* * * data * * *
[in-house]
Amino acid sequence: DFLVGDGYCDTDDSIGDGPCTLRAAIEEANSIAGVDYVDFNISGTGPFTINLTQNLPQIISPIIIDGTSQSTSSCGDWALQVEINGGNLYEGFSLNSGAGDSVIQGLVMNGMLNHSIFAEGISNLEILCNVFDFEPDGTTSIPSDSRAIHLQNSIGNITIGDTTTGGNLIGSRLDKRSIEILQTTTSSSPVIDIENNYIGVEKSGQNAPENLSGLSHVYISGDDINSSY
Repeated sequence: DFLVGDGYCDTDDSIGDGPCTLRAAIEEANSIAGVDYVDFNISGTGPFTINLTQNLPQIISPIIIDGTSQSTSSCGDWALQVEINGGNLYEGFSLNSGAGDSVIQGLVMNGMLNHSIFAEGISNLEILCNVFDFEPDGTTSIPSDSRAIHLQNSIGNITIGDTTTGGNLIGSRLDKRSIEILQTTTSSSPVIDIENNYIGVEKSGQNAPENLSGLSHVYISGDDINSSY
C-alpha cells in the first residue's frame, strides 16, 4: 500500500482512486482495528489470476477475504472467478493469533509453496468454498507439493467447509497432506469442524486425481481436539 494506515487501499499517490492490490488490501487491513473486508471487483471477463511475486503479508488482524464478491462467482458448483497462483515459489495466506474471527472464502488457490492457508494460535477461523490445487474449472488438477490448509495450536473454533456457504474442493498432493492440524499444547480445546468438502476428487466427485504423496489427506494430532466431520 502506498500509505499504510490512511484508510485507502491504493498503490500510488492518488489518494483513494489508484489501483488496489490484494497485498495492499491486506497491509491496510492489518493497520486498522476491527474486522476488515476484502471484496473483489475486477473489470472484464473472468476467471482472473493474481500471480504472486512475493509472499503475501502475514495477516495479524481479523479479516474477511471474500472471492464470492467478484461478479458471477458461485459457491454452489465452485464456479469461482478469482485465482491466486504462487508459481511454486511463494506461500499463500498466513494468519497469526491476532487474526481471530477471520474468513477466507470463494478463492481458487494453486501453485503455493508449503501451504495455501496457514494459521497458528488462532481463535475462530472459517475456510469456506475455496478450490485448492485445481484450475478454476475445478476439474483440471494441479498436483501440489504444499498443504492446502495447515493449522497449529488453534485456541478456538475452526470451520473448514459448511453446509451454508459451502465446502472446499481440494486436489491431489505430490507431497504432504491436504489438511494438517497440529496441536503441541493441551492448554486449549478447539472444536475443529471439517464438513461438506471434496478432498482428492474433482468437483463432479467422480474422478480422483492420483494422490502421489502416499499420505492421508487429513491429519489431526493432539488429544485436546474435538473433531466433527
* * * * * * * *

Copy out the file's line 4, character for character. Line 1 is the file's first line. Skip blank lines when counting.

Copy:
C-alpha cells in the first residue's frame, strides 16, 4: 500500500482512486482495528489470476477475504472467478493469533509453496468454498507439493467447509497432506469442524486425481481436539 494506515487501499499517490492490490488490501487491513473486508471487483471477463511475486503479508488482524464478491462467482458448483497462483515459489495466506474471527472464502488457490492457508494460535477461523490445487474449472488438477490448509495450536473454533456457504474442493498432493492440524499444547480445546468438502476428487466427485504423496489427506494430532466431520 502506498500509505499504510490512511484508510485507502491504493498503490500510488492518488489518494483513494489508484489501483488496489490484494497485498495492499491486506497491509491496510492489518493497520486498522476491527474486522476488515476484502471484496473483489475486477473489470472484464473472468476467471482472473493474481500471480504472486512475493509472499503475501502475514495477516495479524481479523479479516474477511471474500472471492464470492467478484461478479458471477458461485459457491454452489465452485464456479469461482478469482485465482491466486504462487508459481511454486511463494506461500499463500498466513494468519497469526491476532487474526481471530477471520474468513477466507470463494478463492481458487494453486501453485503455493508449503501451504495455501496457514494459521497458528488462532481463535475462530472459517475456510469456506475455496478450490485448492485445481484450475478454476475445478476439474483440471494441479498436483501440489504444499498443504492446502495447515493449522497449529488453534485456541478456538475452526470451520473448514459448511453446509451454508459451502465446502472446499481440494486436489491431489505430490507431497504432504491436504489438511494438517497440529496441536503441541493441551492448554486449549478447539472444536475443529471439517464438513461438506471434496478432498482428492474433482468437483463432479467422480474422478480422483492420483494422490502421489502416499499420505492421508487429513491429519489431526493432539488429544485436546474435538473433531466433527